In this blog, we will analyze the automatic forecasting for time series demand projections, focusing on key techniques, challenges, and best practices. There are multiple methods to predict future demand for an item, and this becomes complex when dealing with thousands of items, each requiring a different forecasting technique due to their unique demand patterns. Some items have stable demand, others trend upwards or downwards, and some exhibit seasonality. Selecting the right method for each item can be overwhelming. Here, we’ll explore how automatic forecasting simplifies this process.

Automatic forecasting becomes fundamental in managing large-scale demand projections. With thousands of items, manually selecting a forecasting method for each is impractical. Automatic forecasting uses software to make these decisions, ensuring accuracy and efficiency in the forecasting process. It’s importance lies in its ability to handle complex, large-scale forecasting needs efficiently. It eliminates the need for manual selection, saving time and reducing errors. This approach is particularly beneficial in environments with diverse demand patterns, where each item may require a different forecasting method.

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**Key Considerations for Effective Forecasting**

**Challenges of Manual Forecasting**:- Infeasibility: Manually choosing forecasting methods for thousands of items is unmanageable.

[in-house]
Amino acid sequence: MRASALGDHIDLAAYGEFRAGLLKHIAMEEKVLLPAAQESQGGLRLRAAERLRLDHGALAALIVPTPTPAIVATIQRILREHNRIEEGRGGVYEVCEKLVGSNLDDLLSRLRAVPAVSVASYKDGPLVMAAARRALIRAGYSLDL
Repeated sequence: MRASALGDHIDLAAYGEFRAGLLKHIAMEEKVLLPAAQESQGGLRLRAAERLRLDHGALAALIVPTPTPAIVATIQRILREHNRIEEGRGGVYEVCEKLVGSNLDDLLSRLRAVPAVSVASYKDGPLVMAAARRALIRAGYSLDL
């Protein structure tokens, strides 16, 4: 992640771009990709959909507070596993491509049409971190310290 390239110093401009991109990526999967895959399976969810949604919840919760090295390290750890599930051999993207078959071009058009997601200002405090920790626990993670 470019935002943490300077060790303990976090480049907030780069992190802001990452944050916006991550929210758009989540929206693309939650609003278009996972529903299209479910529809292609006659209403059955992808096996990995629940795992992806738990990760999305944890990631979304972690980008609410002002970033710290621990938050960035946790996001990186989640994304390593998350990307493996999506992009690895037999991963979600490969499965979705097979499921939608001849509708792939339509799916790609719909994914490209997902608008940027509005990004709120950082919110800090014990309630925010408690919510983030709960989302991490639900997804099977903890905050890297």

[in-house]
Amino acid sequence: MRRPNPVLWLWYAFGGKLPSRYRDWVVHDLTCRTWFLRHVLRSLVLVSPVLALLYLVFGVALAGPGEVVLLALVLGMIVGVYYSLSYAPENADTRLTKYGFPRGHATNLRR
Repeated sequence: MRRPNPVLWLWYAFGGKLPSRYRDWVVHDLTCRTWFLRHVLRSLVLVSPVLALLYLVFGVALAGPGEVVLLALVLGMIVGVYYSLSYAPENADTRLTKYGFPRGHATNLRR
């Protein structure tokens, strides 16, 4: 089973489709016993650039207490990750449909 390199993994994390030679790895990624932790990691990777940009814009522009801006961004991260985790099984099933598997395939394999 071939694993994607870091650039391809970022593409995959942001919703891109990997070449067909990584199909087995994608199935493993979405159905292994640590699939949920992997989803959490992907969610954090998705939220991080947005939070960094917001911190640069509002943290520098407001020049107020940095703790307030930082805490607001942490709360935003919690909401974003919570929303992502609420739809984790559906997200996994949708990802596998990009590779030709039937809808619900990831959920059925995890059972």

- Inconsistency: Human error can lead to inconsistent and inaccurate forecasts.

**Criteria for Method Selection**:- Error Measurement: The primary criterion for selecting a forecasting method is the typical forecast error, defined as the difference between predicted and actual values. This error is averaged over the forecast horizon (e.g., monthly forecasts over a year).
- Holdout Analysis: This technique simulates the process of waiting for a year to elapse by hiding some historical data, making forecasts, and then revealing the hidden data to compute errors. This helps in choosing the best method in real-time.

**Forecasting Tournament**:- Method Comparison: Different methods compete to forecast each item, with the method producing the lowest average error winning.
- Parameter Tuning: Each method is tested with various parameters to find the optimal settings. For example, simple exponential smoothing may be tried with different weighting factors.

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**The Algorithms Behind Effective Automatic Forecasting**

Automatic forecasting is highly computational but feasible with modern technology. The process involves: